I loved the last three episodes of S7 as well! I often found myself annoyed with the inconsistent characterization of Helen Santos, but I think she evens out in those episodes. I've always been a Jimmy Smits fan. Stockard Channing was always fantastic and she is there giving Bartlett her support. Just nice episodes. 

No rewatch on the Debate for me or the episodes that are mostly interviews with real WH staffers.   

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3 hours ago, BlackberryJam said:

No rewatch on the Debate for me or the episodes that are mostly interviews with real WH staffers.   

I rewatched Debate Monday night, but I haven't even watched the documentaries with real people even once.  

I prefer staying in my TWW bubble.  I also don't like the fake documentary that they pretended aired after the administration. That's a bad episode.  (I can't think if it is season 5 or 6.)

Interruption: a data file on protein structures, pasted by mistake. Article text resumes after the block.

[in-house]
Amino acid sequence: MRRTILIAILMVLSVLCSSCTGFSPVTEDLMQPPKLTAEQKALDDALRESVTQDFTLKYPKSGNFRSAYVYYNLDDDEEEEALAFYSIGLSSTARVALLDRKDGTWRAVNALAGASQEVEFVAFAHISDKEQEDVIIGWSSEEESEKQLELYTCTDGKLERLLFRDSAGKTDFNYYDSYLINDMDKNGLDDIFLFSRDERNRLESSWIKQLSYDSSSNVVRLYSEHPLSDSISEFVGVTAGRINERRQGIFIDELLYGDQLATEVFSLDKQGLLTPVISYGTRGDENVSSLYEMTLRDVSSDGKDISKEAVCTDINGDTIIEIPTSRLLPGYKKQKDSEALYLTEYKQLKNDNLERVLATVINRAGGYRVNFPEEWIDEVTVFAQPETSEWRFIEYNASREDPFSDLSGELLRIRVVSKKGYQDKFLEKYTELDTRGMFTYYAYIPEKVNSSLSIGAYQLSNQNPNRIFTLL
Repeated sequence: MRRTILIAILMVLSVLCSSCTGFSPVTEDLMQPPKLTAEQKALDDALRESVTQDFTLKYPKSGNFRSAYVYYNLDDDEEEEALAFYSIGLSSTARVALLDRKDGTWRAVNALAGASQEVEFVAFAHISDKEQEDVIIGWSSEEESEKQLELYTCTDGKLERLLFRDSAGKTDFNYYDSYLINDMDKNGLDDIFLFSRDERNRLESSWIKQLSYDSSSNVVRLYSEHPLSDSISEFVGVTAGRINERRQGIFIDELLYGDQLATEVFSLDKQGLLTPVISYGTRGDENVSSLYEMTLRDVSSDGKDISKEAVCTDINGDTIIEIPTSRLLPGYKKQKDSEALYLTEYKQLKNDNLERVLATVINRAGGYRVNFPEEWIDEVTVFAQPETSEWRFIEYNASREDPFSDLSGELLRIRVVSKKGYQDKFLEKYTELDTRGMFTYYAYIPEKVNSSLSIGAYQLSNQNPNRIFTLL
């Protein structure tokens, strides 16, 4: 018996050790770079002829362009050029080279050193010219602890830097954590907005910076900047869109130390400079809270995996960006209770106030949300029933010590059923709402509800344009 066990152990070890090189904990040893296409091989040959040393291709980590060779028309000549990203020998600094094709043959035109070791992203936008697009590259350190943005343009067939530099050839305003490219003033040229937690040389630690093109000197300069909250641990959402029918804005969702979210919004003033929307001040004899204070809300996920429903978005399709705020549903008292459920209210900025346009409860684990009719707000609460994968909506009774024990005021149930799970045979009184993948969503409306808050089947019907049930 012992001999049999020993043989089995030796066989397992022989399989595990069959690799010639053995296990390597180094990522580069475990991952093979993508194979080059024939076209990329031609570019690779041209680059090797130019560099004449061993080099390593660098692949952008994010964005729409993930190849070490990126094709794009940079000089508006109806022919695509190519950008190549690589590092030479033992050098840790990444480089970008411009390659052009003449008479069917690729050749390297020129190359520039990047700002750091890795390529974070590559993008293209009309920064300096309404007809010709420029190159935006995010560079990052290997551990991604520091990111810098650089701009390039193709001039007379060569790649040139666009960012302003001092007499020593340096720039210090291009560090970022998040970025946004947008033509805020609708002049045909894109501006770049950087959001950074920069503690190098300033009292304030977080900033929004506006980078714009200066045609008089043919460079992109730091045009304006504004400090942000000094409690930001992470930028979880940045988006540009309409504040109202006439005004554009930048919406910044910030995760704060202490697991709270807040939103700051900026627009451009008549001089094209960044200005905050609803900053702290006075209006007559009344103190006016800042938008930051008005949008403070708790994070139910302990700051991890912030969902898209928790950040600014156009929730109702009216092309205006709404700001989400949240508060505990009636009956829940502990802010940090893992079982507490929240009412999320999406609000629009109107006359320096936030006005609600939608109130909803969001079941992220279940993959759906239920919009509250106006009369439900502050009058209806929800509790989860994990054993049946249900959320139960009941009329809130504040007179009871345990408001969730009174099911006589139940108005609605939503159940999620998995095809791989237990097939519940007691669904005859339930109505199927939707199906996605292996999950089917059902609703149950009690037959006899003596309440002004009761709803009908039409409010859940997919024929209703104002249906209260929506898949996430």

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19 hours ago, BlackberryJam said:

I actually thought there was definite build up to the Toby situation. He wasn't the "wise counselor." Toby was always aligning himself up as morally superior to the President. Although I thought the entire shuttle storyline was dumb, I thought it was on point that Toby would betray Bartlett. 

I wasn't a Toby fan.  The only episodes I found him tolerable in was S2's In the Shadow of Two Gunmen.  I liked him in the flashbacks of how he came to work for Bartlett.

4 hours ago, BlackberryJam said:

In S2/S3, I had some hope they would go somewhere with CJ/Oliver Babish. I generally didn't 'ship' anyone on the show, but I thought those two had a lot of chemistry and wish it would have gone somewhere.

I agree she had more chemistry with him than Simon Donovan her Secret Service bodyguard.  Although I did find it sad what happened to Simon.  I didn't think she had chemistry with Danny either but I didn't mind her ending up with him.

4 hours ago, BlackberryJam said: